Bleeding following trauma or surgical procedures can be severe and transfusions are often given by precaution or should be available on standby. Pregnancy and in particular, delivery, represent a particularly severe hemorrhagic risk. Platelet transfusions are required not only prior to delivery, but sometimes should be continued for at least a week [39]. Successful delivery by Cesarean section, with platelet transfusions, has been reported. Note that if platelet transfusions are required, the most HLA-compatible platelet concentrates must be chosen in order to avoid platelet anti-HLA alloimmunization.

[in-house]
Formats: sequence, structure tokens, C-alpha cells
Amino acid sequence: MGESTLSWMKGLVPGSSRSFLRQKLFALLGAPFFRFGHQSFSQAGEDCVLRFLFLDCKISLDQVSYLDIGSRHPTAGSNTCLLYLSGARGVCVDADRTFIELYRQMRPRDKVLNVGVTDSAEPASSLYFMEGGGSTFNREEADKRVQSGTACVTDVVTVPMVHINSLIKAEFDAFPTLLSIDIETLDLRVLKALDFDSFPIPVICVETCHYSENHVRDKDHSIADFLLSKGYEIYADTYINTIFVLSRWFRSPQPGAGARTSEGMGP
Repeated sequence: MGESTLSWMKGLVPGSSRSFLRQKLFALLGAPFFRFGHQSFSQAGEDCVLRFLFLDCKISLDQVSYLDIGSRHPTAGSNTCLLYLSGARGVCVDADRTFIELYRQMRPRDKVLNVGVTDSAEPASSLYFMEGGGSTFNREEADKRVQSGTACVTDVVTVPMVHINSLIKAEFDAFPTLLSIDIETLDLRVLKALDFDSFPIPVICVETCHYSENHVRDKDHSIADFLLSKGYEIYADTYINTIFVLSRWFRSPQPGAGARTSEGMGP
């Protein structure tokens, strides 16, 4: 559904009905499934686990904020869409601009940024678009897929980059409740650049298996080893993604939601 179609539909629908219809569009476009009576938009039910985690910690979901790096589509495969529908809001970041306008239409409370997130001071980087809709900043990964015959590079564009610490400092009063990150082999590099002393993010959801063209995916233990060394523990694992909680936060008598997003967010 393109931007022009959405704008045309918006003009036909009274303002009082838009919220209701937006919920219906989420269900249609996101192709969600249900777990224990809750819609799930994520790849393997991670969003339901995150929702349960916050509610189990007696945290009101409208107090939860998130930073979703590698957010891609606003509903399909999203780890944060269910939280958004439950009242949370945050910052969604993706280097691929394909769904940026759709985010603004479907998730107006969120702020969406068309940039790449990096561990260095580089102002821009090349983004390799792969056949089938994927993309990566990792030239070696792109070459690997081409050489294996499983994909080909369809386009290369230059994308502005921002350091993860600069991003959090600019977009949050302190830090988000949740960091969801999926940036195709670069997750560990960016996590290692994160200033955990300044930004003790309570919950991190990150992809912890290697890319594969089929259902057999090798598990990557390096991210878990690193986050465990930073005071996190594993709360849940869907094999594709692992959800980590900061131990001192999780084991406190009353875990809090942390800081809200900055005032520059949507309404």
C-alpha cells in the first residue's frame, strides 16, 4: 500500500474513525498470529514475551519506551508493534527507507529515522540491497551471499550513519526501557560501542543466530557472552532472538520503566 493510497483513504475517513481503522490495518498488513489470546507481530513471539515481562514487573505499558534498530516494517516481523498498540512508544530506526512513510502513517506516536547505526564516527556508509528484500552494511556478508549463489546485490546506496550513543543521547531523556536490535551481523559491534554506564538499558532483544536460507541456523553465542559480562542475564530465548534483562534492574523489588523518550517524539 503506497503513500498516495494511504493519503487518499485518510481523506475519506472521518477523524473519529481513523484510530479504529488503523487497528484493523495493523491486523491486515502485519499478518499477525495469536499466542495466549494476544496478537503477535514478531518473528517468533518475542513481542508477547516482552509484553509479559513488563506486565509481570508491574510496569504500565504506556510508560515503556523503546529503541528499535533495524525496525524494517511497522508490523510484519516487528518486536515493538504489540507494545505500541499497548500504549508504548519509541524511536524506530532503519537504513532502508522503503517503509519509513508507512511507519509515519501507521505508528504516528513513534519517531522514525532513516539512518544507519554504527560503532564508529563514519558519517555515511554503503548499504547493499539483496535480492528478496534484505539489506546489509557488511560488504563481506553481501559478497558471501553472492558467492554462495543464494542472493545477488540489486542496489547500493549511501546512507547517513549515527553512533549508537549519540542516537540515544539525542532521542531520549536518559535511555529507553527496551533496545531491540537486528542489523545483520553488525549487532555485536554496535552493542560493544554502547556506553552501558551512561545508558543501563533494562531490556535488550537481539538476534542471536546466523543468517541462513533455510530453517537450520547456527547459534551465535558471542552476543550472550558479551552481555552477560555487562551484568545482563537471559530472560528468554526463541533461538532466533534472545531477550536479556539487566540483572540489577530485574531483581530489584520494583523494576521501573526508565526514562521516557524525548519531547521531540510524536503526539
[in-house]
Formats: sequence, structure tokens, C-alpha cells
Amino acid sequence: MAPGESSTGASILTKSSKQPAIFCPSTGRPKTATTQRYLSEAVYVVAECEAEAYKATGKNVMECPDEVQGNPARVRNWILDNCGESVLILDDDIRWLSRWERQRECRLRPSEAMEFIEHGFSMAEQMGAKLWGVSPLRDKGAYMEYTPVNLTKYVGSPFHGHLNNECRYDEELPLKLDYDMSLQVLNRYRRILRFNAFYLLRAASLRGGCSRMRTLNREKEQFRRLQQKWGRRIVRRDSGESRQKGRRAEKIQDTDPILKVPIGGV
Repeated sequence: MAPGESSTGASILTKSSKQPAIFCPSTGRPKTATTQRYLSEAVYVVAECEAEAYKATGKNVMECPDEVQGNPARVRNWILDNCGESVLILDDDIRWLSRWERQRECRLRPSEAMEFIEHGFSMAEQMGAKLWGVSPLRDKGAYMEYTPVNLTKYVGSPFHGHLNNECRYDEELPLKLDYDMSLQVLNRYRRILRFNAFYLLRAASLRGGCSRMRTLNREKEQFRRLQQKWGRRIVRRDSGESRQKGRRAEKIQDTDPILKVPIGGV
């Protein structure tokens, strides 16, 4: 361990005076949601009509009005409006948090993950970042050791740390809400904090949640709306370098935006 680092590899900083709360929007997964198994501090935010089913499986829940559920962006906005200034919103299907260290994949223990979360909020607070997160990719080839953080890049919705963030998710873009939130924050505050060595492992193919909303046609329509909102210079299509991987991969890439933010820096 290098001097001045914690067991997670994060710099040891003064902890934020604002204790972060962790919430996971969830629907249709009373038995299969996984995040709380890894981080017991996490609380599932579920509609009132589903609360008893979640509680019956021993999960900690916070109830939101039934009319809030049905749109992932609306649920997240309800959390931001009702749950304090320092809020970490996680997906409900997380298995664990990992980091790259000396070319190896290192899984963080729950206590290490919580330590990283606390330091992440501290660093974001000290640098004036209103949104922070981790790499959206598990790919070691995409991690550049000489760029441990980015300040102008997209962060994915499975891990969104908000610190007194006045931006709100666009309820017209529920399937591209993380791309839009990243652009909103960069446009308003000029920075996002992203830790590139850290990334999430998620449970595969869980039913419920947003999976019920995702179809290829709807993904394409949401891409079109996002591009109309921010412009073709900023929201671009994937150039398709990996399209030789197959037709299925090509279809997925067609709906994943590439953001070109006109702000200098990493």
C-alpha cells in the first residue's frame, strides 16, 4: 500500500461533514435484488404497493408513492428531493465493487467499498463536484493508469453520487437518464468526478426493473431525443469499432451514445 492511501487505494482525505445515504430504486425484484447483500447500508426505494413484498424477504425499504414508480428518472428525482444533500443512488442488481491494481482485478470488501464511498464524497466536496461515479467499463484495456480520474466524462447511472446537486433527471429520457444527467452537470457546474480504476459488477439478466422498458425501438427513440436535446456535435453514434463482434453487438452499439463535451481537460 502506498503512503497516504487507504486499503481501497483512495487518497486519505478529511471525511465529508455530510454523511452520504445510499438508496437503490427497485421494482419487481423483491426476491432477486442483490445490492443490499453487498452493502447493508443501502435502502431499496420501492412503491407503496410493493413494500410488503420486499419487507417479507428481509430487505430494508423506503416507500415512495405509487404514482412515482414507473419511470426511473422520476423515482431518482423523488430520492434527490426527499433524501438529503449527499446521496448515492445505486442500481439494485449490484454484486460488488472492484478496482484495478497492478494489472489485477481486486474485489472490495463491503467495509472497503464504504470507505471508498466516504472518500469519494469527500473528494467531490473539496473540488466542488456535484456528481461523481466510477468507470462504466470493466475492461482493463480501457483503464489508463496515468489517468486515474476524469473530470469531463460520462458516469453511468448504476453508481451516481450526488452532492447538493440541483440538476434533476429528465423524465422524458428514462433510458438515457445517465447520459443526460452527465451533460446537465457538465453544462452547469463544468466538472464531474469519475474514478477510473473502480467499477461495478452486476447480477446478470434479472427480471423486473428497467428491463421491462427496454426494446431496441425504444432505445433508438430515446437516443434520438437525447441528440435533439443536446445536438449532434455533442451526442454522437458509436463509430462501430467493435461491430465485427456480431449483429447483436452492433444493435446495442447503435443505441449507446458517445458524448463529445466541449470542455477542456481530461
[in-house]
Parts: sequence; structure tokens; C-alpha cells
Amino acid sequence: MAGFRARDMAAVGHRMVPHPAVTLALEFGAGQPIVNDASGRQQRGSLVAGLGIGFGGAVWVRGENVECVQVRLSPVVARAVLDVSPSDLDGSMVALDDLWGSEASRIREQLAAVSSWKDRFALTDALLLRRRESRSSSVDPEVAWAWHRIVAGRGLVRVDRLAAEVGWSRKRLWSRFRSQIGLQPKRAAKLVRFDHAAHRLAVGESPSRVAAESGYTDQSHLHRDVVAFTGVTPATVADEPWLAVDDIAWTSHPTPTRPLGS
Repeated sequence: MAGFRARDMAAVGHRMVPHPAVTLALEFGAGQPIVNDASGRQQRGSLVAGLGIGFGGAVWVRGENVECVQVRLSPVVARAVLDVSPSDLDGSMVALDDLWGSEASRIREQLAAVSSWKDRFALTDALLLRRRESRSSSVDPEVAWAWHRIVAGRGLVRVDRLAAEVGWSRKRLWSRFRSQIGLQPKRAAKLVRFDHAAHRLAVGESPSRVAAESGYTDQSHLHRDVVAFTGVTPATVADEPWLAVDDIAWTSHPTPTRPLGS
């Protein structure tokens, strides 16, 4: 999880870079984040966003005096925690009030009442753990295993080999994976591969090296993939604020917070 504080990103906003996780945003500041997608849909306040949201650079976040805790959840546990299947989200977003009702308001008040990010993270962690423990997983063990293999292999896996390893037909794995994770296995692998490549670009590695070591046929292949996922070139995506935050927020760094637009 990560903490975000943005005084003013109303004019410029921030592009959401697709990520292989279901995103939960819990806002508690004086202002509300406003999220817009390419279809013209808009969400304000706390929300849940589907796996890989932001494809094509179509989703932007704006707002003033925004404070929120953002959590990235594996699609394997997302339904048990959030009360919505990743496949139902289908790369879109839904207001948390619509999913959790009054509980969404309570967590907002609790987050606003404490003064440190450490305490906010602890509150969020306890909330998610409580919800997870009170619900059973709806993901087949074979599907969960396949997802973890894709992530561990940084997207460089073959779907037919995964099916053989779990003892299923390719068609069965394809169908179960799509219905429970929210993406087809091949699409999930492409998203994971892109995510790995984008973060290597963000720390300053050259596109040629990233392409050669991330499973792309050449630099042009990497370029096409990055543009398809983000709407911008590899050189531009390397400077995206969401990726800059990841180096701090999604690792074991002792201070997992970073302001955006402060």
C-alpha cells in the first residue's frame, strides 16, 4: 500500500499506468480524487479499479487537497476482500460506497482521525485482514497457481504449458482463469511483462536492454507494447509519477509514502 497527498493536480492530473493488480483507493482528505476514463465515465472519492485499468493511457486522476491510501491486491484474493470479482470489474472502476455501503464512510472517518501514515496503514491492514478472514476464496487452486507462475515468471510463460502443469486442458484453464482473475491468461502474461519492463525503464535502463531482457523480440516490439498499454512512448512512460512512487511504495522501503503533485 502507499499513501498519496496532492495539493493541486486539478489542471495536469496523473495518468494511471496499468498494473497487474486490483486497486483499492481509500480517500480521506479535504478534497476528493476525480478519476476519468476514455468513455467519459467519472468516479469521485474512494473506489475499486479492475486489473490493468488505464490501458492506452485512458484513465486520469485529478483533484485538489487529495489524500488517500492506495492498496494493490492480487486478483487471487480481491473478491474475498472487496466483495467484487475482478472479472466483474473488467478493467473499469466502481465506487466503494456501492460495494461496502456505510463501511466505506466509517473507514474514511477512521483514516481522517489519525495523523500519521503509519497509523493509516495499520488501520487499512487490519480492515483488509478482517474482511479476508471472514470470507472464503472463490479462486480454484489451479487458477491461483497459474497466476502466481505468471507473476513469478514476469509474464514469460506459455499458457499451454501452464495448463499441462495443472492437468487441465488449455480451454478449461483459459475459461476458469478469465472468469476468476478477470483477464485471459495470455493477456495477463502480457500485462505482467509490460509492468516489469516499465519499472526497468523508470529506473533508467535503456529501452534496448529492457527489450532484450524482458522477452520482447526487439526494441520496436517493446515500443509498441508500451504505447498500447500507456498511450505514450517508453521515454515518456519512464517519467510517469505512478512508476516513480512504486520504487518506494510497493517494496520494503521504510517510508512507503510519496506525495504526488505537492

The fact that most patients receive red cell and/or platelet transfusions on more than one occasion, makes the production of isoantibodies reactive with α IIbβ 3 likely [4, 39]. Such antibodies are antigen-driven and are produced against different epitopes on the integrin [54]. They may block platelet aggregation, and lead to the rapid removal of transfused platelets by immune mechanisms. Whether a particular category of patient is more likely to form isoantibodies is as yet unknown. When present at high titer, the antibodies cause patients to become refractory to further transfusions. Antibodies have been successfully removed prior to surgery by immunoadsorption on Protein A Sepharose, although this is a complex procedure whose use is restricted to specialized centers [55]. Recently, recombinant factor VIIa (NovoSeven®; Novo Nordisk A/S, Malov, Denmark) has been successfully used in GT and represents an alternative approach for early cessation of bleeding, especially for patients with antibodies and/or a history of refractoriness to transfusion [56]. It is often used in association with anti-fibrinolytic agents. Thromboembolic events are a rare but potential hazard. Recombinant factor VIIa appears to enhance deposition of the α IIbβ 3-deficient platelets on the subendothelial matrix through their interaction with fibrin formed as a result of increased thrombin generation [19]. The stability of the newly-formed clot is increased and its permeability decreased [57]. Nevertheless, the efficacity of recombinant factor VIIa in children with GT has been questioned [58]. Rarely, in some patients, the condition has been thought to be sufficiently serious for allogeneic bone-marrow transplantation to be performed [39, 59]. In the first report, donors were siblings and the transplantation was successful [59].